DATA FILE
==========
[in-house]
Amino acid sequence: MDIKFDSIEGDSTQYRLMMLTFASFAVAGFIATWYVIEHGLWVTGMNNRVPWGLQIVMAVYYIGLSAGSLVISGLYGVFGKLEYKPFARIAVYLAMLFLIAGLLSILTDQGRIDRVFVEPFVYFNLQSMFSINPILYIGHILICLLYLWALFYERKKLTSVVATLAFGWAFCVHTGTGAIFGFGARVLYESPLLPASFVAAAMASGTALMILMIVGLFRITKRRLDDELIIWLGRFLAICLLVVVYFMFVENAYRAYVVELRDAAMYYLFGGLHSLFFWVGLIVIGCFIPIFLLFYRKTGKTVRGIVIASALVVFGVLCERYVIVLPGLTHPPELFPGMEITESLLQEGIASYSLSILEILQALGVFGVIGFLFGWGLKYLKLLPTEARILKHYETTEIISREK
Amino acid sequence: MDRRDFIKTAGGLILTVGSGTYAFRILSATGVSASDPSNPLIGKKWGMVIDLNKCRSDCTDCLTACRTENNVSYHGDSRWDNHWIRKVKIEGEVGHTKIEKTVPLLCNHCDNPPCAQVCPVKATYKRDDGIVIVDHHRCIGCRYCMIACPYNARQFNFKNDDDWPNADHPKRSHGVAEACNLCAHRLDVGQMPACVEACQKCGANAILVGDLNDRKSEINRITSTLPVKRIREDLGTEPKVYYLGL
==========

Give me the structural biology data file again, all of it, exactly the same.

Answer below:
[in-house]
Amino acid sequence: MDIKFDSIEGDSTQYRLMMLTFASFAVAGFIATWYVIEHGLWVTGMNNRVPWGLQIVMAVYYIGLSAGSLVISGLYGVFGKLEYKPFARIAVYLAMLFLIAGLLSILTDQGRIDRVFVEPFVYFNLQSMFSINPILYIGHILICLLYLWALFYERKKLTSVVATLAFGWAFCVHTGTGAIFGFGARVLYESPLLPASFVAAAMASGTALMILMIVGLFRITKRRLDDELIIWLGRFLAICLLVVVYFMFVENAYRAYVVELRDAAMYYLFGGLHSLFFWVGLIVIGCFIPIFLLFYRKTGKTVRGIVIASALVVFGVLCERYVIVLPGLTHPPELFPGMEITESLLQEGIASYSLSILEILQALGVFGVIGFLFGWGLKYLKLLPTEARILKHYETTEIISREK
Amino acid sequence: MDRRDFIKTAGGLILTVGSGTYAFRILSATGVSASDPSNPLIGKKWGMVIDLNKCRSDCTDCLTACRTENNVSYHGDSRWDNHWIRKVKIEGEVGHTKIEKTVPLLCNHCDNPPCAQVCPVKATYKRDDGIVIVDHHRCIGCRYCMIACPYNARQFNFKNDDDWPNADHPKRSHGVAEACNLCAHRLDVGQMPACVEACQKCGANAILVGDLNDRKSEINRITSTLPVKRIREDLGTEPKVYYLGL